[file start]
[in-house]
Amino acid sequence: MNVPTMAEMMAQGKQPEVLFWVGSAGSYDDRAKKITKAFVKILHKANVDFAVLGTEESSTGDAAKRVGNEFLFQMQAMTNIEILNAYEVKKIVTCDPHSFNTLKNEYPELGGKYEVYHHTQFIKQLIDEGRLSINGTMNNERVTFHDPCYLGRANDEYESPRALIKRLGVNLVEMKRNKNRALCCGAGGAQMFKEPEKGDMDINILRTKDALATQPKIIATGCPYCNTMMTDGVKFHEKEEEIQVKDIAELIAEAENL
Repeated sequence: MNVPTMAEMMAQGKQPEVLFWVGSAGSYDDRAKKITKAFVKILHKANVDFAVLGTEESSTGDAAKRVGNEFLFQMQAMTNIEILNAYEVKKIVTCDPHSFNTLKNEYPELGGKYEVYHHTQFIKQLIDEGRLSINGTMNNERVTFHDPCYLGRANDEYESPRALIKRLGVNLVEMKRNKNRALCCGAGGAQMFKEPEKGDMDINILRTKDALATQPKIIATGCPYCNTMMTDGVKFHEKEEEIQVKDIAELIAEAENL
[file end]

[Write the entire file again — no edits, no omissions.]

[in-house]
Amino acid sequence: MNVPTMAEMMAQGKQPEVLFWVGSAGSYDDRAKKITKAFVKILHKANVDFAVLGTEESSTGDAAKRVGNEFLFQMQAMTNIEILNAYEVKKIVTCDPHSFNTLKNEYPELGGKYEVYHHTQFIKQLIDEGRLSINGTMNNERVTFHDPCYLGRANDEYESPRALIKRLGVNLVEMKRNKNRALCCGAGGAQMFKEPEKGDMDINILRTKDALATQPKIIATGCPYCNTMMTDGVKFHEKEEEIQVKDIAELIAEAENL
Repeated sequence: MNVPTMAEMMAQGKQPEVLFWVGSAGSYDDRAKKITKAFVKILHKANVDFAVLGTEESSTGDAAKRVGNEFLFQMQAMTNIEILNAYEVKKIVTCDPHSFNTLKNEYPELGGKYEVYHHTQFIKQLIDEGRLSINGTMNNERVTFHDPCYLGRANDEYESPRALIKRLGVNLVEMKRNKNRALCCGAGGAQMFKEPEKGDMDINILRTKDALATQPKIIATGCPYCNTMMTDGVKFHEKEEEIQVKDIAELIAEAENL